Here are two independent lines of research suggesting that human activity has caused the current climate change.
As carbon dioxide in the air increases, oxygen decreases.
Scientists have observed that as carbon dioxide (CO2) in the air increases, oxygen decreases. This is what would happen if the increase in CO2 came from burning fossil fuels or forests. It’s because burning things containing carbon removes oxygen from the air, combining oxygen with carbon to produce CO2.
This observation suggests that burning plants or fossil fuels has caused the increase in atmospheric CO2. It also challenges the idea that CO2 is coming from other sources, like volcanic eruptions.
The light carbon in atmospheric carbon dioxide is increasing
Scientists observe that the atmosphere’s carbon dioxide (CO2) increasingly contains light carbon: the isotope carbon-12. This increase in “light carbon” is evidence that humans have caused the current global heating.
There are two types (isotopes) of carbon to consider here: carbon-12, call it “light carbon”, and carbon-13, call it “heavy carbon”. A measure of how much light carbon you have in a sample is the percentage of light carbon to total carbon: the “light carbon percentage”,
- In photosynthesis, plants take in CO2 and water, use the carbon to build themselves up, and release the oxygen.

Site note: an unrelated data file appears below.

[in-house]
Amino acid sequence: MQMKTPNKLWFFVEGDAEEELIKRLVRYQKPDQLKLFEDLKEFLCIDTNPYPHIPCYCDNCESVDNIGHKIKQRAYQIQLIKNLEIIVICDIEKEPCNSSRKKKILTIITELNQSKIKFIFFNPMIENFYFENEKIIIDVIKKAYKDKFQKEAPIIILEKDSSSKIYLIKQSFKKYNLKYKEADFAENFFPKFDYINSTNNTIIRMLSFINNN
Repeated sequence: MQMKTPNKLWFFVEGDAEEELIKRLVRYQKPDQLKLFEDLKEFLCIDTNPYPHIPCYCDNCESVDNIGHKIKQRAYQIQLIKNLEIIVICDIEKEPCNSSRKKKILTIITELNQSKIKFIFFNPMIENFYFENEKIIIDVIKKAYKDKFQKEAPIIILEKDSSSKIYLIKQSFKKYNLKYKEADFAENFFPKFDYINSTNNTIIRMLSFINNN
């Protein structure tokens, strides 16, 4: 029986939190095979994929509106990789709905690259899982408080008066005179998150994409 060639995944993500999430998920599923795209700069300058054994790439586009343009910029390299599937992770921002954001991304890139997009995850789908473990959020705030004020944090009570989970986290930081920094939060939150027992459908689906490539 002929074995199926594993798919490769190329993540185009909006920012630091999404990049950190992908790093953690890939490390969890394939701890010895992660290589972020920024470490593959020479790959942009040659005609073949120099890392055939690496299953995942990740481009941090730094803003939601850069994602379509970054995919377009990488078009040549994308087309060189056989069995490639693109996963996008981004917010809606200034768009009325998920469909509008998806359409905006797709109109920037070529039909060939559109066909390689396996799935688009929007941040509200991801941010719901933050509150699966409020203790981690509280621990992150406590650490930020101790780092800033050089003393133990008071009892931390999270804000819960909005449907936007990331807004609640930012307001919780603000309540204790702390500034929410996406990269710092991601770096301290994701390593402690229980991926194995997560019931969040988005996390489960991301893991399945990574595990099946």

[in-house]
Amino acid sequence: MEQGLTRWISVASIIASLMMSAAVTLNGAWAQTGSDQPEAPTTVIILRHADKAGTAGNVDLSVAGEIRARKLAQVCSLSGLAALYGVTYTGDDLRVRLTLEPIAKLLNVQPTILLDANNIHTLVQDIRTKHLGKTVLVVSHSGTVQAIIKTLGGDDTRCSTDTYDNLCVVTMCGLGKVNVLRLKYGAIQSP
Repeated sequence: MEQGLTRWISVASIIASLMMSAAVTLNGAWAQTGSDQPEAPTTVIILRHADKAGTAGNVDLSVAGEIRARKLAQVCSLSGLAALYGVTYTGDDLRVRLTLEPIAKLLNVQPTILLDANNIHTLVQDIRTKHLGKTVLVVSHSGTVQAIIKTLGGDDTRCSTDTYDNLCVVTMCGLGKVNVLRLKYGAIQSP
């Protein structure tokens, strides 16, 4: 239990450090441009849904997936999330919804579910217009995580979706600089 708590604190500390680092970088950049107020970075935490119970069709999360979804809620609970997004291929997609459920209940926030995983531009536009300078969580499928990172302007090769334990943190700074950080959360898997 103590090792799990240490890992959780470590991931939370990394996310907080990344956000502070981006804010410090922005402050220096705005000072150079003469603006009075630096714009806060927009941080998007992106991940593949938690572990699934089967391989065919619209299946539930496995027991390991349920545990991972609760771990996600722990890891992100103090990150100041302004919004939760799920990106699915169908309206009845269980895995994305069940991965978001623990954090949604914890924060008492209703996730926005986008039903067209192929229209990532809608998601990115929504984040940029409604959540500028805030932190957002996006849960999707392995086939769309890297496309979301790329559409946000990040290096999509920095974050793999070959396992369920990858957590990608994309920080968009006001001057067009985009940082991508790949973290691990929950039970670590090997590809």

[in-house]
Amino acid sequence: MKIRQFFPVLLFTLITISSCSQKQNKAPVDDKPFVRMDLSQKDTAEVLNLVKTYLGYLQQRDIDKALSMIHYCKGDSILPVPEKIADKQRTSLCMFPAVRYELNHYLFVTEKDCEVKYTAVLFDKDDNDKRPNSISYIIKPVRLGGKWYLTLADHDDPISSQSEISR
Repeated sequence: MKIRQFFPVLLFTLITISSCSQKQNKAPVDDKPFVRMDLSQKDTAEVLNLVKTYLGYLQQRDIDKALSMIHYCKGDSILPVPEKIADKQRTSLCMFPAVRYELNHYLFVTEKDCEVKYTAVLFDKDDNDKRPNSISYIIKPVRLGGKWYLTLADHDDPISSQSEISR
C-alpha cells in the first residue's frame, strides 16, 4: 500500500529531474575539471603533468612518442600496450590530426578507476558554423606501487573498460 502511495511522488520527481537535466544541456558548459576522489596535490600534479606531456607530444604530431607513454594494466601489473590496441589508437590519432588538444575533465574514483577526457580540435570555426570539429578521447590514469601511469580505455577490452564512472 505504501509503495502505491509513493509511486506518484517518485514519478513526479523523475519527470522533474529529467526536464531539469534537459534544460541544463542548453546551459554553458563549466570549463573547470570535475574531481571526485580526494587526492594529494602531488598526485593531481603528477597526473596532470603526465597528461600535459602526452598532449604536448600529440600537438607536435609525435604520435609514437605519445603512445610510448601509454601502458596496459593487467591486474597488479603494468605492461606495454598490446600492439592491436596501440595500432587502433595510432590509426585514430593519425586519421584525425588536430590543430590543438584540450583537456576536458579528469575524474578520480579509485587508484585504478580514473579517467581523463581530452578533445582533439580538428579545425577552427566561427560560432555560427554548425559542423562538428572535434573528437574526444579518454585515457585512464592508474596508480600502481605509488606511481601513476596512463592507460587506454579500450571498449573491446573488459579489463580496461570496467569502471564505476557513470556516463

- Plants more readily take in CO2 containing light carbon.
- The “light carbon percentage” in plants is higher than the percentage in the air.
- The “light carbon percentage” in fossil fuels is also higher than the percentage in the air as fossil fuels come from ancient forests.
- Burning plants or fossil fuels releases CO2 into the atmosphere, and that CO2 has a high “light carbon percentage”.
- So, this burning leaves a fingerprint: an increase in the “light carbon percentage” of atmospheric CO2.
- Scientists have determined that light carbon in atmospheric CO2 has changed over time. The light carbon began increasing in about 1850, at the beginning of the industrial age and it continues to grow.
Burning leaves a fingerprint: an increase in atmospheric carbon dioxide containing light carbon.
The observed increase in light carbon in atmospheric CO2 supports the idea that the increase in CO2 in the air is due to the burning of plants and fossil fuels during the industrial era.
Both these independent lines of research support the theory that the increase in carbon dioxide in the atmosphere comes from the human burning of fossil fuels and forests rather than from the oceans or volcanos releasing carbon dioxide.
Debunking the myth that the carbon dioxide increase is natural. (Skeptical Science)
How do we know that recent carbon dioxide increases are due to human activities? (Real Climate: 2004)
Updated 5 August 2021